“Let’s talk about roofing insurance claims, Dmitry Lipinskiy, owner of Roofing Insights,“
tells Becca Switzer as the two sit down in her luxurious office building in Denver, Colorado.
Switzer designed Roof Sales Mastery, an easy-to-use guide that allows roofers to maximize their earning potential on jobs by supplementing insurance companies with invoices for additional expenses that will be incurred on a job.
By doing this, Switzer hopes to help contractors avoid leaving tens of thousands of dollars on the table by not supplementing their jobs.
Unfortunately, most roofers don’t know how to supplement, and many of them refuse to address this issue of their operation.
This is why many contractors miss out on huge amounts of money.
If you’re a business owner who isn’t supplementing your jobs, something has to give.
Whether it’s learning how to supplement, hiring an in-house employee, or outsourcing to a third-party, supplementing is the best way to ensure your efforts are properly compensated.
For those who want to outsource their supplementing, Switzer recommends Contractor Supplement Solutions.
“They have a team of 25 public adjusters,”
she says, also mentioning that supplementing isn’t hard.
“Anybody can do it. It’s not rocket science.”
According to Switzer, even people without a roofing background can learn the basics in “probably about two weeks,” but of course to become more refined, that will only come with time.
And over time Switzer has seen too many contractors try to gouge insurance companies, which further creates a divide between the two parties.
“Asking for things that aren’t legitimate,”
Switzer says when describing how contractors routinely fail to adequately supplement their jobs.
Switzer advises roofers to be fair during the supplementing process. Trying to drive up the price will often lead to supplements being denied by insurance companies.
For example, don’t try to bill insurance for a Porta Potty if you aren’t going to use one, and don’t try to get insurance to cater lunch for your crew. Insurance isn’t supposed to cover these, and making unreasonable requests gives the insurance companies great incentive to reject the supplement completely.
“I think there’s a lot of misconception around what supplementing is,”
Switzer adds, going on to say that while there is a certain level of gamesmanship to supplementing, it also isn’t set up for people to try to scam each other at every possible moment. Instead, it’s best to use common sense and be reasonable when dealing with insurance companies.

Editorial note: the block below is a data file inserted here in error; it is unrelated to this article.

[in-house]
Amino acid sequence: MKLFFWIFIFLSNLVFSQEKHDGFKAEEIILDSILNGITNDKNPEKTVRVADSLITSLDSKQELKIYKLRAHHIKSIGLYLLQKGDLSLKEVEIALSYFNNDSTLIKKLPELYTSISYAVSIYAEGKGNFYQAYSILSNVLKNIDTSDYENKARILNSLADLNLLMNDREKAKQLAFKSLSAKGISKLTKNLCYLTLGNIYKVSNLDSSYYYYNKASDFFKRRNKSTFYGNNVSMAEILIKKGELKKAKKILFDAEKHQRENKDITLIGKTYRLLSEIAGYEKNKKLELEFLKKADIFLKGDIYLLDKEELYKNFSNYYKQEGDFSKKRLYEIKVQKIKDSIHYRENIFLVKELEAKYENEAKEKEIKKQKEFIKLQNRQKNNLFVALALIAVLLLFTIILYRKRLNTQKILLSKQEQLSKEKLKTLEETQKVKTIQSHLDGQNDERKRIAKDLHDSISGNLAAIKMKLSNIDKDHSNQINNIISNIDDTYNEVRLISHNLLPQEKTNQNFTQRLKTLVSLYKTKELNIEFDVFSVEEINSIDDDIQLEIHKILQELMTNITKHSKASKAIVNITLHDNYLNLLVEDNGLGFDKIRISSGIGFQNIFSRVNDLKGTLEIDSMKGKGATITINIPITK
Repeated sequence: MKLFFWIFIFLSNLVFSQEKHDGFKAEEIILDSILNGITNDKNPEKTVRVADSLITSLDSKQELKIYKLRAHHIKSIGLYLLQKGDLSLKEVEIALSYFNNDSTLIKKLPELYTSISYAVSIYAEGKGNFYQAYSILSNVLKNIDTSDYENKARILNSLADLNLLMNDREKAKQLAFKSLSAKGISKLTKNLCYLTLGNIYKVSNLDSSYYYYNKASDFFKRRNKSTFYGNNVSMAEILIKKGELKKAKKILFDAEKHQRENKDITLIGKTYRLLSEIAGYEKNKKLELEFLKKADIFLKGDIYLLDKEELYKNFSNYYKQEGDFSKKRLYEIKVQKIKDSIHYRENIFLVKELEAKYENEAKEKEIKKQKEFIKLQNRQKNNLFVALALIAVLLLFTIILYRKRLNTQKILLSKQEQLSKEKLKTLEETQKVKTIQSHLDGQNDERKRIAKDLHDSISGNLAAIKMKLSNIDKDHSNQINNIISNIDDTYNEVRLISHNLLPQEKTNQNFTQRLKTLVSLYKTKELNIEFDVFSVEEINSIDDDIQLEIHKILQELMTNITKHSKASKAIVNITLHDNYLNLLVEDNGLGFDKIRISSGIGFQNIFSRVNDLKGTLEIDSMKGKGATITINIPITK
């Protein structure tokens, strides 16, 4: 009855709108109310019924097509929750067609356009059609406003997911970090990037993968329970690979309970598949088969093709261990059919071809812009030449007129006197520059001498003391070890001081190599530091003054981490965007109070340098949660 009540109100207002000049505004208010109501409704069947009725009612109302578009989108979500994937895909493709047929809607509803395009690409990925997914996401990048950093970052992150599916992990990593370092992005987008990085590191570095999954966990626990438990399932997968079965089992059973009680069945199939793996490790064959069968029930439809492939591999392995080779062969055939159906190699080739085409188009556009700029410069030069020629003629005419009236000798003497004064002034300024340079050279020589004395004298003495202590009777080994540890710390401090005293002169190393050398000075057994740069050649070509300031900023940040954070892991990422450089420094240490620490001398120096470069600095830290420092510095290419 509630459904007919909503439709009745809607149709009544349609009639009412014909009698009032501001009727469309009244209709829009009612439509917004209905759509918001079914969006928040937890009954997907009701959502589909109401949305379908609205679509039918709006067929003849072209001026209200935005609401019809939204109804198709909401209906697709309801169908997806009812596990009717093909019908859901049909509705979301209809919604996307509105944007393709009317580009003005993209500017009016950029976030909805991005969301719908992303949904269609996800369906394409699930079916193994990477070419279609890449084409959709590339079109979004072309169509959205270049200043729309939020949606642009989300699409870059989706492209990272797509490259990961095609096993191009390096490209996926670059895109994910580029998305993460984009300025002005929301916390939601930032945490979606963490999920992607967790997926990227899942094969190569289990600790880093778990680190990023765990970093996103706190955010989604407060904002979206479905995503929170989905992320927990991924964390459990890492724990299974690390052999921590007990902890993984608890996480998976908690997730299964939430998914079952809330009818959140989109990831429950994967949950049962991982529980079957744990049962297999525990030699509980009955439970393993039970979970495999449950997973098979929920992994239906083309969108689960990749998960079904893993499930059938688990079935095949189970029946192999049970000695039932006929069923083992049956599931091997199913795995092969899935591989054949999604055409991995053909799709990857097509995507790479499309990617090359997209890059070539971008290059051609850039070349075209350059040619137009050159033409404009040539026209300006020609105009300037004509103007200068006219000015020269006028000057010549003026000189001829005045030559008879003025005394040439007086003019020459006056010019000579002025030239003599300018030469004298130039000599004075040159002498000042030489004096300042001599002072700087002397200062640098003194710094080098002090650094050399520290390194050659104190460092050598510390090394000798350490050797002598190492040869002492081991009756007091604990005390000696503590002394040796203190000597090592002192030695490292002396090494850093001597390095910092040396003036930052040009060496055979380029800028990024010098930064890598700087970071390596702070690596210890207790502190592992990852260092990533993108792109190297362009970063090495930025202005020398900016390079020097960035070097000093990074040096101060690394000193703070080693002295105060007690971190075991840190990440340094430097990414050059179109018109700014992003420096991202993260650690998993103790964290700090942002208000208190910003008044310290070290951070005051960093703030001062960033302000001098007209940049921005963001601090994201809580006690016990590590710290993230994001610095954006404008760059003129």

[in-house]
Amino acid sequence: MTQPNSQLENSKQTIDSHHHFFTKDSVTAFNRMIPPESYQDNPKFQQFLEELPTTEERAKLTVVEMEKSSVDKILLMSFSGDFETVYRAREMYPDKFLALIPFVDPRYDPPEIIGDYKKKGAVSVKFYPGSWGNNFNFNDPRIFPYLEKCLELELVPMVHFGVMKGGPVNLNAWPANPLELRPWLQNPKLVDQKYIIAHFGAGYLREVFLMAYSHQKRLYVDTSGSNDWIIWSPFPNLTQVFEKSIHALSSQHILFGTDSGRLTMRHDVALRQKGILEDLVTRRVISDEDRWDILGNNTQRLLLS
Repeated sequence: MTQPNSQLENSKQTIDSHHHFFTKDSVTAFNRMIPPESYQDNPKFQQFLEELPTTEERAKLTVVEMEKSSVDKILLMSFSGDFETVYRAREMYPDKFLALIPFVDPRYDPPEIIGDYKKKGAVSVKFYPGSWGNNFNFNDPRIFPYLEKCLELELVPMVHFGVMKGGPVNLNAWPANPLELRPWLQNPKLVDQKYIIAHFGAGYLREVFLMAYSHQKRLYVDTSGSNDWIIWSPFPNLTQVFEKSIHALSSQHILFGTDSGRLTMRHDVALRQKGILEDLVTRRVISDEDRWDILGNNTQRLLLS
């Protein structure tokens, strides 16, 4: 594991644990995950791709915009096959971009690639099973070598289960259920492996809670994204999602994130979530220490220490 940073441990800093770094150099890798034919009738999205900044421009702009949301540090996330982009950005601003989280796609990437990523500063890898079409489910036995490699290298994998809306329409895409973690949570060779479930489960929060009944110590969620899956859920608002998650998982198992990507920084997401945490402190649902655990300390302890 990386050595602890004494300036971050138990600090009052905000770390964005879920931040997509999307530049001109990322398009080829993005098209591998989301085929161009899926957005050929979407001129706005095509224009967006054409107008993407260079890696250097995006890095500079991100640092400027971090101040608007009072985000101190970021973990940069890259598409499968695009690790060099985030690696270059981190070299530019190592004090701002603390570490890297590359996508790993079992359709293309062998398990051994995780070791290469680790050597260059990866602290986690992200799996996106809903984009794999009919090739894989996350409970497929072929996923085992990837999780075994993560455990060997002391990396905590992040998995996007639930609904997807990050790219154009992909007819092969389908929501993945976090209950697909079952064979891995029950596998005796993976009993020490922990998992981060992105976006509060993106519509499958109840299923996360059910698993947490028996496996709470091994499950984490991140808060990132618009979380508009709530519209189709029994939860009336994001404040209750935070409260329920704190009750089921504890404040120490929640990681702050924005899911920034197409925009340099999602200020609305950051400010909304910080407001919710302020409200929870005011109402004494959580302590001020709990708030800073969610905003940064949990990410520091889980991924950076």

But being fair doesn’t mean the insurance companies will always follow suit. If you’re unlucky, you might just get stuck dealing with a rotten company.
“I would have to say Allstate and State Farm,”
Switzer reveals when asked to list the worst insurance companies to deal with.
“Everyone notoriously knows Allstate sucks.”
These two companies get a bad particularly rap because their field adjusters are often unrelenting and unfair when they come out to assess a property. They often deny claims for silly reasons. It’s their way of making money, but Switzer says contractors can combat this so the homeowner gets the new roof they deserve.
“Put together an adjuster’s report,”
she says, also advising to get a formal letter from the homeowner expressing their dissatisfaction.
At this point, when insurance companies are asked to respond in writing, they usually cave because they know they’re being unfair, and once something is in writing, that’s when insurance companies can get burned if their clients end up suing them.
Still, most people don’t want to go to court, and to avoid all the headaches that come with discrepancies in adjustments, false threats of litigation, and worrying about when your new roof will be installed, Switzer has a tip:
“Just understand that you and your contractor are on the same team.”
Remember: as a homeowner, you’re not going to make money when you get a new roof. You’ll pay your deductible and then theoretically the insurance will cover the rest of the expenses.
That being said, there is no need for homeowners to take their financial frustrations out on the contractor by shorting him/her money.
To ensure this happens, Switzer adds that contractors need to hold up their end of the bargain.
“Your job is to know exactly how this stuff works so that you can educate your customers,”
“My number one recommendation is to get formal training.”
Lastly, for those contractors who think that supplementing insurance is unethical, Switzer tells them to be aware of who is really setting the price for the cost of these new roofs.
“The first thing they [contractors] have to realize is we’re forced to play the Xactimate game,”
Switzer says, because not only is it a great way to calculate costs, but it’s also the same exact formula that insurance companies use when they make estimates.
The only difference is that insurance companies are taking money off the top.
“At least 40%,”
Switzer says when asked how much insurance companies short consumers on each estimate.
That is how the corporate entities can begin to save as much money as they possibly can.
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